A stiff light frame with smooth controlled suspension and fabulous geometry all add up. The Zesty is a stable fast rolling speed demon that handles sweetly and takes everything that you can throw at it in its stride.

Faster up hill than any other bike in its category yet faster downhill than any other bike in its category and lightening fast through point and shot singletrack the Zesty has impressed all that have had the pleasure of riding it.


There are a couple of spec choices that we have taken an issue with. Firstly, the tyres are fast but not really a match for a go anywhere do anything trail bike and we do not really understand what Lapierre were thinking when speccing them. Secondly, the saddle is not the most comfortable and a couple of the test group actually swapped it out for something more comfortable.

With regards to the bike itself the only thing that came to our intention is the low bottom bracket that whilst adding stability at speed does mean you will have multiple pedal strikes when pedalling through rough sections.


Flowing lines and high class finishing all backed up with a consummate performance means that in the 140mm travel class there is little that can compete with the Zesty and the 2010 bikes will raise the bar again with 2 full carbon models promising even greater stiffness and lighter weights.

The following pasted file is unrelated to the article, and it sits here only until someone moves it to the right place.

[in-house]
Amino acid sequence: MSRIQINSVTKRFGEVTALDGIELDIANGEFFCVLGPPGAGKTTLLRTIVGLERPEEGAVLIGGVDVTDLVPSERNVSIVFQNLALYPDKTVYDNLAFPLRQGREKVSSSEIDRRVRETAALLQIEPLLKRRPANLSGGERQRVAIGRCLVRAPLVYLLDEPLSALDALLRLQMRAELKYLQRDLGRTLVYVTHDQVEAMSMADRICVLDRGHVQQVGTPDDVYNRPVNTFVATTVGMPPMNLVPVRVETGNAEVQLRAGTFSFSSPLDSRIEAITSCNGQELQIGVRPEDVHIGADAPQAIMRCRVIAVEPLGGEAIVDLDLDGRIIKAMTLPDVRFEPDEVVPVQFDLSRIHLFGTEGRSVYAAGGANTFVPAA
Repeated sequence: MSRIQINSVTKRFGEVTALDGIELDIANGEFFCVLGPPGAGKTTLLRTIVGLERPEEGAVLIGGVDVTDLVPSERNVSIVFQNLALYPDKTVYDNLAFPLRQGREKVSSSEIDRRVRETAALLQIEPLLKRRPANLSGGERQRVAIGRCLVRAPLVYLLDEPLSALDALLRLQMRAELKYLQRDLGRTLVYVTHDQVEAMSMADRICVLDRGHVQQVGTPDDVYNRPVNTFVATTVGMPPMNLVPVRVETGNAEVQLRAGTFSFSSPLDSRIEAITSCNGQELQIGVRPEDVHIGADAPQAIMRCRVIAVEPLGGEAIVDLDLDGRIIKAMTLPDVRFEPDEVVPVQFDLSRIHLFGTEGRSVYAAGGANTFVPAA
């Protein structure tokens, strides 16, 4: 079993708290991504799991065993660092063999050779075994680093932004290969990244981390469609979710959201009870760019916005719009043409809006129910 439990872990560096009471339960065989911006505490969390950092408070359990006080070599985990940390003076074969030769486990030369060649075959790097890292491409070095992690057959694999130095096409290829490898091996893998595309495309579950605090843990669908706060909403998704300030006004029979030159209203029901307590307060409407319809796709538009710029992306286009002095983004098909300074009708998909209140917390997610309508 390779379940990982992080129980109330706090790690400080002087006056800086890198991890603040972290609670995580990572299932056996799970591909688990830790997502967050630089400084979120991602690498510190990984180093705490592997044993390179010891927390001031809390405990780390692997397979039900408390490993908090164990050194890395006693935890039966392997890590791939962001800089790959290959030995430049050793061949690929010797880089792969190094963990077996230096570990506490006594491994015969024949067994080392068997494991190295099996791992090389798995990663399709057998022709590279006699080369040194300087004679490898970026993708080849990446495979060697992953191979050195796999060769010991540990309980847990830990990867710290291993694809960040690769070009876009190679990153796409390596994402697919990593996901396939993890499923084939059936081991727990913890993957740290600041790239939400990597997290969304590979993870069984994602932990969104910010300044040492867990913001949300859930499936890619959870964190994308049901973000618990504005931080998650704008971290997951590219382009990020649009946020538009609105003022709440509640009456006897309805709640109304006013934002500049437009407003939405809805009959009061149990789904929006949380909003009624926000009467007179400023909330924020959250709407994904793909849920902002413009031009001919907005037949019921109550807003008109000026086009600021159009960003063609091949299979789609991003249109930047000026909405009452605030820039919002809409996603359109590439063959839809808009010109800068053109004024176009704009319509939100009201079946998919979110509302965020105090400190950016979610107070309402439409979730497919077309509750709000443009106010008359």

The Zesty is a true thoroughbred and should be ridden accordingly, ride it slow and it will ride like a good bike but ride it hard and fast and it will ride like an awesome bike that will up your game and put you out front on every ride.

This French beauty really is truly magnifique

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This review was in Issue 1 of IMB.

For more information visit Lapierre Bicycles


By Nigel Garrood
Nigel Garrood was one of the instigators of the IMB project and has been with us since the very beginning. This loveable rogue has more stories than the Bible and is known to enjoy a beer or two. On the bike, he’s fast and loose and often puts younger riders to shame. Equally he’s been known to suffer from the odd crash and carries the scars to prove it. He was once referred to as being a robot sent from the future to save us all!